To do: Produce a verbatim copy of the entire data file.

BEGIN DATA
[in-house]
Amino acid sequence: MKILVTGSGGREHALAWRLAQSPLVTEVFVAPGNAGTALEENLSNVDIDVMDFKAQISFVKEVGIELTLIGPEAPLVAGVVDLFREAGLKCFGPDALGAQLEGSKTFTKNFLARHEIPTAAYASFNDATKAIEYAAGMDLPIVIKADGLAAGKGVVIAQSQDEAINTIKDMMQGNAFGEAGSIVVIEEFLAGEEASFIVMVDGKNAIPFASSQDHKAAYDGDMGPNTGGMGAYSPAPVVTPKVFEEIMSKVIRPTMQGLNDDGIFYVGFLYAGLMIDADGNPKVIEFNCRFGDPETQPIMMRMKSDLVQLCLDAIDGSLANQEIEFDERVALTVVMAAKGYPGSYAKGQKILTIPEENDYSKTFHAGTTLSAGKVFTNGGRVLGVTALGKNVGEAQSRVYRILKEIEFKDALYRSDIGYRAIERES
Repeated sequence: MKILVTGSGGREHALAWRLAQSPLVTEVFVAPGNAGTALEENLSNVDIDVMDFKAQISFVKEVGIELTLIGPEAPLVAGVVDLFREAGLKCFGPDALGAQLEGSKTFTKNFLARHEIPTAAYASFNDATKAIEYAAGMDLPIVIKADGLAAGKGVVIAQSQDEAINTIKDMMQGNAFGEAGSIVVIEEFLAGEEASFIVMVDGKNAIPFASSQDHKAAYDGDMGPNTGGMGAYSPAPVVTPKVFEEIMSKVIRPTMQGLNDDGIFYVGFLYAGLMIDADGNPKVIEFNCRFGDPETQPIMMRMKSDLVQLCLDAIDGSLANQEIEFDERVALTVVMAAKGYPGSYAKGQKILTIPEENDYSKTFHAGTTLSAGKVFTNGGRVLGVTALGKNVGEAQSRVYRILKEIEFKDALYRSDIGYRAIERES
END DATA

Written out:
[in-house]
Amino acid sequence: MKILVTGSGGREHALAWRLAQSPLVTEVFVAPGNAGTALEENLSNVDIDVMDFKAQISFVKEVGIELTLIGPEAPLVAGVVDLFREAGLKCFGPDALGAQLEGSKTFTKNFLARHEIPTAAYASFNDATKAIEYAAGMDLPIVIKADGLAAGKGVVIAQSQDEAINTIKDMMQGNAFGEAGSIVVIEEFLAGEEASFIVMVDGKNAIPFASSQDHKAAYDGDMGPNTGGMGAYSPAPVVTPKVFEEIMSKVIRPTMQGLNDDGIFYVGFLYAGLMIDADGNPKVIEFNCRFGDPETQPIMMRMKSDLVQLCLDAIDGSLANQEIEFDERVALTVVMAAKGYPGSYAKGQKILTIPEENDYSKTFHAGTTLSAGKVFTNGGRVLGVTALGKNVGEAQSRVYRILKEIEFKDALYRSDIGYRAIERES
Repeated sequence: MKILVTGSGGREHALAWRLAQSPLVTEVFVAPGNAGTALEENLSNVDIDVMDFKAQISFVKEVGIELTLIGPEAPLVAGVVDLFREAGLKCFGPDALGAQLEGSKTFTKNFLARHEIPTAAYASFNDATKAIEYAAGMDLPIVIKADGLAAGKGVVIAQSQDEAINTIKDMMQGNAFGEAGSIVVIEEFLAGEEASFIVMVDGKNAIPFASSQDHKAAYDGDMGPNTGGMGAYSPAPVVTPKVFEEIMSKVIRPTMQGLNDDGIFYVGFLYAGLMIDADGNPKVIEFNCRFGDPETQPIMMRMKSDLVQLCLDAIDGSLANQEIEFDERVALTVVMAAKGYPGSYAKGQKILTIPEENDYSKTFHAGTTLSAGKVFTNGGRVLGVTALGKNVGEAQSRVYRILKEIEFKDALYRSDIGYRAIERES